Legarda: PHL Gov’t Must Prepare MSMEs for ASEAN Economic Integration

October 27, 2014

Senator Loren Legarda today said that as ASEAN member-countries anticipate the emergence of the ASEAN Economic Community (AEC) by December 2015, the Philippine government must ensure that the country’s micro, small and medium enterprises (MSMEs) are ready to be part it.


Legarda said that, in pursuit of an AEC, ASEAN operates on the assumption that with open borders and free trade, more investments will come in and therefore improve the region’s competitiveness.


“It is believed that the AEC will allow the region to gain greater influence in the global economic and political stage. But we take note that the ASEAN region is dominated by MSMEs, which continue to operate as subsistence-based enterprises. If left unprepared or if they remain uncompetitive, our MSMEs will find little benefit from an AEC,” said Legarda, noting that MSMEs account for 98 percent of all enterprises and about 85 percent of total employment in the region.


The Department of Foreign Affairs (DFA) reported that as of 2010, duties have been eliminated on 99.2 percent of tariff lines for the ASEAN-6 Member States, including Brunei Darussalam, Indonesia, Malaysia, Philippines, Singapore and Thailand.  In the case of Cambodia, Lao PDR, Myanmar and Vietnam, tariff has been reduced to 0 to 5 percent on 97.52 percent of tariff lines.  This is partly the reason why there is a significant level of goods from other ASEAN countries in the Philippine market today.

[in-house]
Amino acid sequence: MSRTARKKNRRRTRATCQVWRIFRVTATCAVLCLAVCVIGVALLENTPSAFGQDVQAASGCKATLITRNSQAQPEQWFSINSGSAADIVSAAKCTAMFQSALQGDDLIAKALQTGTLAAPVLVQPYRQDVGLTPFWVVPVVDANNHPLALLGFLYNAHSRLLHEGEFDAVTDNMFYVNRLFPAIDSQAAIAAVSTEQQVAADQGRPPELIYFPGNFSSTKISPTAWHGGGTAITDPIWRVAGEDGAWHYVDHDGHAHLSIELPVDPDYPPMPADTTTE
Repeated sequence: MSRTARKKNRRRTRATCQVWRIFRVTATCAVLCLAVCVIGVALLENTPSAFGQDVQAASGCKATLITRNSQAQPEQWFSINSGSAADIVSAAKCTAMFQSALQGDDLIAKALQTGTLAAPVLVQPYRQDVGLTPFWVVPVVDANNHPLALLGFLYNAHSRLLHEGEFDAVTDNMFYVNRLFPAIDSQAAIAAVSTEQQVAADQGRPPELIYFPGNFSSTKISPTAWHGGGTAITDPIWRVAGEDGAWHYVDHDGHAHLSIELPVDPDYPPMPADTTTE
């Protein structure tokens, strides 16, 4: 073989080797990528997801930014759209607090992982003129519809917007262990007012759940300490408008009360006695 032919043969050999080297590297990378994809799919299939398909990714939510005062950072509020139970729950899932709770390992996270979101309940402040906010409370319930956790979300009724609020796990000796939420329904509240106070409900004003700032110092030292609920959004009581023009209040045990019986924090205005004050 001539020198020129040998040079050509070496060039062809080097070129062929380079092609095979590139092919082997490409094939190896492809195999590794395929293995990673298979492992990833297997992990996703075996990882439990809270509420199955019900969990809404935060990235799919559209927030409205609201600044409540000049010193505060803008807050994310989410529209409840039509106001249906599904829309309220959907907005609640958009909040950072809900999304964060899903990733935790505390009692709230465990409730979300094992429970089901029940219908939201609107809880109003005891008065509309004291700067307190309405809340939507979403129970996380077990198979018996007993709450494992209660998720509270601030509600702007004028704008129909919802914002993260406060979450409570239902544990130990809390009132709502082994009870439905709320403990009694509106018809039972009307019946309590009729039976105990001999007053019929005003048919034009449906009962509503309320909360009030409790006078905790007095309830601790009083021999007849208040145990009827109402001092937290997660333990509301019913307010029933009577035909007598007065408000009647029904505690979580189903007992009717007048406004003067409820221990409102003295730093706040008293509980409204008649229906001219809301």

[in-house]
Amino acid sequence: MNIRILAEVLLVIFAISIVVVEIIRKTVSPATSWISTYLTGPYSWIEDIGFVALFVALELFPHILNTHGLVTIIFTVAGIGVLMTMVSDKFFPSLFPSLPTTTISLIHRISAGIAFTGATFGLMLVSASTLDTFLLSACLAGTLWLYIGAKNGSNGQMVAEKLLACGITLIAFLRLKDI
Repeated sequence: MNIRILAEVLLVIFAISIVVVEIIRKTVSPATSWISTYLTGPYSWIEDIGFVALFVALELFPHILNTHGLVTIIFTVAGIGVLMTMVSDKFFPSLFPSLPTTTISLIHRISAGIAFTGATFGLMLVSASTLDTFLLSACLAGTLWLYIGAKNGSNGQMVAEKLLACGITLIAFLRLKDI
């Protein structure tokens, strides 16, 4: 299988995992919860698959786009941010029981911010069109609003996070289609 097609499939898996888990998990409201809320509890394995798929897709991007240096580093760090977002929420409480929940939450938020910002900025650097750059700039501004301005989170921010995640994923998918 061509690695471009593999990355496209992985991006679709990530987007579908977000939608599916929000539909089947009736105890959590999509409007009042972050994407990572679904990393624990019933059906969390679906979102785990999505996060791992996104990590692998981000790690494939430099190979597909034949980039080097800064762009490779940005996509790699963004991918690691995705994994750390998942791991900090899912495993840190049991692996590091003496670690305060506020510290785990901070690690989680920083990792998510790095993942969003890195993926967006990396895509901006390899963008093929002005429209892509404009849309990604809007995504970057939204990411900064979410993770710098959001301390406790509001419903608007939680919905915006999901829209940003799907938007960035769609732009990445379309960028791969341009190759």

“For the consumers, this can mean wider choices, lower product costs, and exposure to ASEAN brands.  For Philippine MSMEs that are not able to bring their production costs down and compete against well-supported MSMEs of other countries, this development can spell the end,” the Senator warned.


Legarda said that while MSMEs are the backbone of the ASEAN economies, contributing to about 30 to 50 percent to GDP and accounting for 19 to 31 percent of their economies’ exports, they are clearly susceptible to greater competition given that they have limited access to finance and technologies, as well as markets.


“MSMEs have limited capacities for compliance with standards and certification.  Under this scenario, MSMEs are likely to lose out in deeper competition that will be ushered by AEC. Clearly, innovation and creativity play a significant role in transforming small businesses into competitive components of the ASEAN value chain.  We need to develop industries that will be innovators, rather than consumers, of technology,” she explained.


“If played out wisely, ASEAN’s bold vision of achieving the free flow of goods, services, investment, and skilled labor in the region may help us achieve higher productivity and economic diversification; but we have to play our cards well. The road for an AEC has been paved. We just need to make sure that the path we take will indeed bring us to the goal of a better life for all the people in the region,” Legarda concluded.